A website devoted to this composition with links to live performances of it can be accessed here.

Eric A. Gordon/PW

Hallelujah

The orchestra and chorus were not done yet, however; in any case, Unarmed would have been too terrible a note to end on. Randall Thompson’s one-word Alleluia followed Rev. Cecil “Chip” Murray’s “Recommittal of the Lives of Martin King and Other Victims of Gun Violence.” The chorus repeats that one word over and over, hypnotically, perhaps so often as to convince the singer and the listener that there is something indeed to feel praiseful about—until the final Amen. But instead of the Latinate Al-le-lu-ia, in this performance the conductor had the singers revert to the original Hebrew aspirated Hal-le-lu-jah, which would also be more authentic to the Black church tradition. I found this most invigorating in such a gentle, comforting piece.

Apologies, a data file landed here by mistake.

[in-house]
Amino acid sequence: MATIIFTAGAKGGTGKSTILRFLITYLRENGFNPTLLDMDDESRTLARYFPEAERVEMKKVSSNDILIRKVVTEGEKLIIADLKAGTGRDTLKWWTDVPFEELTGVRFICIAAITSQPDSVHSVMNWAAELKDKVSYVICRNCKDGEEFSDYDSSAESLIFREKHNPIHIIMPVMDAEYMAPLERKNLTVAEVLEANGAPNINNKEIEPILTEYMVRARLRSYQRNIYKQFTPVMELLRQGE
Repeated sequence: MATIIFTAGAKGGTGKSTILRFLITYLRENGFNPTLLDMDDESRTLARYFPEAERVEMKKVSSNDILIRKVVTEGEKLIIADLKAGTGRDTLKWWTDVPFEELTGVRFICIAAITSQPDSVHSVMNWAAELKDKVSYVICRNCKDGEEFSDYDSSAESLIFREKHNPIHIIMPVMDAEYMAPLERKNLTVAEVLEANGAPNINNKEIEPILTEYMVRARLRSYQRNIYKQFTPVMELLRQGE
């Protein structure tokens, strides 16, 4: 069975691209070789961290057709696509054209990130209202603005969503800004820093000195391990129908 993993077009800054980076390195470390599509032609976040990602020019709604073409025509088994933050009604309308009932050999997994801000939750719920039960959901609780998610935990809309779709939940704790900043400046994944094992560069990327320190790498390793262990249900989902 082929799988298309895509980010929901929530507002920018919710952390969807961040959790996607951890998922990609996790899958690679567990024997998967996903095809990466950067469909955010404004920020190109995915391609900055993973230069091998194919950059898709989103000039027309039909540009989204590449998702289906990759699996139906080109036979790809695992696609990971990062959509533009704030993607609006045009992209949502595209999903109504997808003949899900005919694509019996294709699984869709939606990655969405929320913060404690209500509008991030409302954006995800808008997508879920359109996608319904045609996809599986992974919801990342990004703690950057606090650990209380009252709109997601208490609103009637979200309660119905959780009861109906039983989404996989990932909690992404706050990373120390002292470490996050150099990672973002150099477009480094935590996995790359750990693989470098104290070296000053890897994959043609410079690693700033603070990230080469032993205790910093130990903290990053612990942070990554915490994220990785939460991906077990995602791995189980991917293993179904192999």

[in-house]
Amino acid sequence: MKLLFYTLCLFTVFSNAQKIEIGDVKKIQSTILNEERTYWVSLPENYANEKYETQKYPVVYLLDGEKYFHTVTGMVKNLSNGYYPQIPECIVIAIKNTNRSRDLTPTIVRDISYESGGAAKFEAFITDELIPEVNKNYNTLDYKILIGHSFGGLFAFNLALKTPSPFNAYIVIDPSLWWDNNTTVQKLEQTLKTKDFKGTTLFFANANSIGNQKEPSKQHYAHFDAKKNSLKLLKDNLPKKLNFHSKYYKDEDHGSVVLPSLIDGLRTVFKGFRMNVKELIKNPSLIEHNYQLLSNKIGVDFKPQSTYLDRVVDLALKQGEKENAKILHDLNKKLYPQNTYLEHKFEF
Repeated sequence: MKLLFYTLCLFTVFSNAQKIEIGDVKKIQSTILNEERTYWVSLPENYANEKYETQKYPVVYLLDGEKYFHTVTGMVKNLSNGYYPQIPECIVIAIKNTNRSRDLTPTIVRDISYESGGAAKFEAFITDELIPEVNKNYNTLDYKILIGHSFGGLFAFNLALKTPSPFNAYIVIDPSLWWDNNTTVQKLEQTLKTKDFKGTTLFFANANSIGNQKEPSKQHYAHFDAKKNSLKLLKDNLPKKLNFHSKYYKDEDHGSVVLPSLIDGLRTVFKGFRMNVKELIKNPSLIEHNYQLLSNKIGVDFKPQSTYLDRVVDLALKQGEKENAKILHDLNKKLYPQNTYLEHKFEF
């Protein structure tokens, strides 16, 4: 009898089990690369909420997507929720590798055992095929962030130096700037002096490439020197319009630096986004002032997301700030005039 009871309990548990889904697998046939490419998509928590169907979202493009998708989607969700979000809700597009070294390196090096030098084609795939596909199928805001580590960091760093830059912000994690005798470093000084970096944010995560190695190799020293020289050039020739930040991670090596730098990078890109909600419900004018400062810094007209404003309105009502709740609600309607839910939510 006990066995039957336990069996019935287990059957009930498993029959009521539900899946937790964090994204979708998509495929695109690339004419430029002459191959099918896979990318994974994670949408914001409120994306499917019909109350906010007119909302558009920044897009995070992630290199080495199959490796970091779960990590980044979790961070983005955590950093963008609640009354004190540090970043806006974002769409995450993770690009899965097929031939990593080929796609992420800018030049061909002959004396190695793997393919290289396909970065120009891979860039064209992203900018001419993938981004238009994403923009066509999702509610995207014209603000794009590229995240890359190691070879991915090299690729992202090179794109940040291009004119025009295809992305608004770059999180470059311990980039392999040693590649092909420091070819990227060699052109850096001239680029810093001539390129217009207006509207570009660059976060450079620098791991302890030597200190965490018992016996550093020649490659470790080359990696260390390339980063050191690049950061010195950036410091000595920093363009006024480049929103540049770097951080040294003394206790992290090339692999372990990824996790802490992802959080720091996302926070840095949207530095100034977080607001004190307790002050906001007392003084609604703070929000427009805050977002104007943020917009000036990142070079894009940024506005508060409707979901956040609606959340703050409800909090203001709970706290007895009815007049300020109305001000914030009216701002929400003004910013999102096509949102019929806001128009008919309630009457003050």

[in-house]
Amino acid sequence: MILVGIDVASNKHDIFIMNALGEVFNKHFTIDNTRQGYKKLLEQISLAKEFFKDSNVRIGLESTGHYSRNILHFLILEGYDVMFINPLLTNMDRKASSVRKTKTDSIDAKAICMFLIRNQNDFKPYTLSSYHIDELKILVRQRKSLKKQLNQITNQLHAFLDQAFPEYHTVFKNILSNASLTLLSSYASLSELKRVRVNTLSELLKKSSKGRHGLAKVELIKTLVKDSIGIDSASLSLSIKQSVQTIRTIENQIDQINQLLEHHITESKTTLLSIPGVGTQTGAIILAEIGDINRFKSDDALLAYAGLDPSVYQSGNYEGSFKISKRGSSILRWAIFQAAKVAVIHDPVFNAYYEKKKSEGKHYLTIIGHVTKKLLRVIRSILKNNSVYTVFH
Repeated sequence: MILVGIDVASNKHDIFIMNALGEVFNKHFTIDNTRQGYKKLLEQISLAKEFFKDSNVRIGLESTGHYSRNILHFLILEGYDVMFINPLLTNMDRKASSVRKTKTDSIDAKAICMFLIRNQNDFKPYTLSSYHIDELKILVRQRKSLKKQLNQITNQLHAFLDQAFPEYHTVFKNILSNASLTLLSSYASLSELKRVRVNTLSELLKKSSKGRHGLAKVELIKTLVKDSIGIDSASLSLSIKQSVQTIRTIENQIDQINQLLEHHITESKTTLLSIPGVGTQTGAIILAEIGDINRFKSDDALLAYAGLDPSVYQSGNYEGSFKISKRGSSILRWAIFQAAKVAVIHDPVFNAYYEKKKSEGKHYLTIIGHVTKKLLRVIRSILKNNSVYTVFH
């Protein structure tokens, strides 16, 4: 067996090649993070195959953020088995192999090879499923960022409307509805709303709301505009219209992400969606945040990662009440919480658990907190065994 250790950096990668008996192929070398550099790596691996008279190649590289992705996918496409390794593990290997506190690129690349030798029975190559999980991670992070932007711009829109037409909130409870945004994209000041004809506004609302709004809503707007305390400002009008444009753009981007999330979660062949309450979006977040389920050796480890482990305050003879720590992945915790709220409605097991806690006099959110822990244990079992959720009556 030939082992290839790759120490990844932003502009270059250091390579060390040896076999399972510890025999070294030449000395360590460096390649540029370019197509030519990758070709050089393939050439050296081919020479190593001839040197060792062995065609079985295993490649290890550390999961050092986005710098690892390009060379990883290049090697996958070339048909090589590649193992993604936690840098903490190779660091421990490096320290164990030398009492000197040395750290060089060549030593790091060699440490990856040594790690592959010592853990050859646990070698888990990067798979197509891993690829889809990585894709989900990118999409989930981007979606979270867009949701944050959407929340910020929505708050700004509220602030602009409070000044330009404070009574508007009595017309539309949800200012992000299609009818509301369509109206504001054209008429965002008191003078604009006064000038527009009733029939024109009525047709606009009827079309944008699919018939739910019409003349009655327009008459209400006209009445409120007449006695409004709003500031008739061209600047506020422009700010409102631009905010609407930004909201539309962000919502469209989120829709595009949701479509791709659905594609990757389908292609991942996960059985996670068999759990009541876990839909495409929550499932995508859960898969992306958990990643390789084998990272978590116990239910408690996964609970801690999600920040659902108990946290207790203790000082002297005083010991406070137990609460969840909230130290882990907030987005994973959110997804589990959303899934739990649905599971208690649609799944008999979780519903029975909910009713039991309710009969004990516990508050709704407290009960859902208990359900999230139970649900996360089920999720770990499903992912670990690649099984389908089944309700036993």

At the end, the orchestra and chorus came in again with a stirring rendition, arranged by Peter J. Wilhousky, of Julia Ward Howe’s “Battle Hymn of the Republic.” Big bursts of orchestral color shone out from the brasses in this religio-patriotic chestnut, but the song slowed down and the orchestra disappeared at the words, “As He died to make men holy, let us die to make men free!” No wonder this was a popular song for the courageous men full of passion for the Union Army cause during the Civil War. JFK, Martin, RFK, Malcolm, Trayvon, Amadou, Newtown, Connecticut, The Pulse in Orlando, Marjory Stoneman Douglas High School in Parkland, Florida…. How many must die? How many more in this endless nightmare?

In his “Recommittal” Rev. Murray may have suggested a way to answer those questions. “The best way to make your dreams come true,” he charged us, “is to wake up.”


CONTRIBUTOR

Eric A. Gordon
Eric A. Gordon

Eric A. Gordon is the author of a biography of radical American composer Marc Blitzstein, co-author of composer Earl Robinson’s autobiography, and the translator (from Portuguese) of a memoir by Brazilian author Hadasa Cytrynowicz. He holds a doctorate in history from Tulane University. He chaired the Southern California chapter of the National Writers Union, Local 1981 UAW (AFL-CIO) for two terms and is director emeritus of The Workmen's Circle/Arbeter Ring Southern California District. In 2015 he produced “City of the Future,” a CD of Soviet Yiddish songs by Samuel Polonski.